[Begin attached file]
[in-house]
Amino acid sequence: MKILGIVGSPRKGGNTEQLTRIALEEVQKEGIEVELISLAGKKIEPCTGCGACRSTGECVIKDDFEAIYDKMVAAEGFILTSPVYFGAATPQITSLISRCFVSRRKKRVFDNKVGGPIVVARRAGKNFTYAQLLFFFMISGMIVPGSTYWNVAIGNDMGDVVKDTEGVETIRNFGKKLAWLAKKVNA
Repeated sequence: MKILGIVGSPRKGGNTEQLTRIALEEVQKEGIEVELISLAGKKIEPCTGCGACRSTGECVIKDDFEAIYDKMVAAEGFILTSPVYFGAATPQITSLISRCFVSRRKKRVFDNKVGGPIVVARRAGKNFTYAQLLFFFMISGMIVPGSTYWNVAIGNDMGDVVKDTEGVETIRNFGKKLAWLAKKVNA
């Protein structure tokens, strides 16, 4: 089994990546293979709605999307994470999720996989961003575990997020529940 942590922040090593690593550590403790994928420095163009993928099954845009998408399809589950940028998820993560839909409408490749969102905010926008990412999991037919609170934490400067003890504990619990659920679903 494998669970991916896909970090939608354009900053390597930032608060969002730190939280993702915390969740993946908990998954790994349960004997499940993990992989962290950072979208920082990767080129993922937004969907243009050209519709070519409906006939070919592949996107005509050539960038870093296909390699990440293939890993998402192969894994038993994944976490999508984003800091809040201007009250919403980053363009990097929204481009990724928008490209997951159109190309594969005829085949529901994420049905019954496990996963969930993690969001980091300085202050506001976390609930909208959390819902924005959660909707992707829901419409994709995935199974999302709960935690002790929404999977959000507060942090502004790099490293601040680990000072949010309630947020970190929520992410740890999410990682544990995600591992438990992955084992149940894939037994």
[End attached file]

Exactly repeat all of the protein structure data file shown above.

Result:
[in-house]
Amino acid sequence: MKILGIVGSPRKGGNTEQLTRIALEEVQKEGIEVELISLAGKKIEPCTGCGACRSTGECVIKDDFEAIYDKMVAAEGFILTSPVYFGAATPQITSLISRCFVSRRKKRVFDNKVGGPIVVARRAGKNFTYAQLLFFFMISGMIVPGSTYWNVAIGNDMGDVVKDTEGVETIRNFGKKLAWLAKKVNA
Repeated sequence: MKILGIVGSPRKGGNTEQLTRIALEEVQKEGIEVELISLAGKKIEPCTGCGACRSTGECVIKDDFEAIYDKMVAAEGFILTSPVYFGAATPQITSLISRCFVSRRKKRVFDNKVGGPIVVARRAGKNFTYAQLLFFFMISGMIVPGSTYWNVAIGNDMGDVVKDTEGVETIRNFGKKLAWLAKKVNA
């Protein structure tokens, strides 16, 4: 089994990546293979709605999307994470999720996989961003575990997020529940 942590922040090593690593550590403790994928420095163009993928099954845009998408399809589950940028998820993560839909409408490749969102905010926008990412999991037919609170934490400067003890504990619990659920679903 494998669970991916896909970090939608354009900053390597930032608060969002730190939280993702915390969740993946908990998954790994349960004997499940993990992989962290950072979208920082990767080129993922937004969907243009050209519709070519409906006939070919592949996107005509050539960038870093296909390699990440293939890993998402192969894994038993994944976490999508984003800091809040201007009250919403980053363009990097929204481009990724928008490209997951159109190309594969005829085949529901994420049905019954496990996963969930993690969001980091300085202050506001976390609930909208959390819902924005959660909707992707829901419409994709995935199974999302709960935690002790929404999977959000507060942090502004790099490293601040680990000072949010309630947020970190929520992410740890999410990682544990995600591992438990992955084992149940894939037994």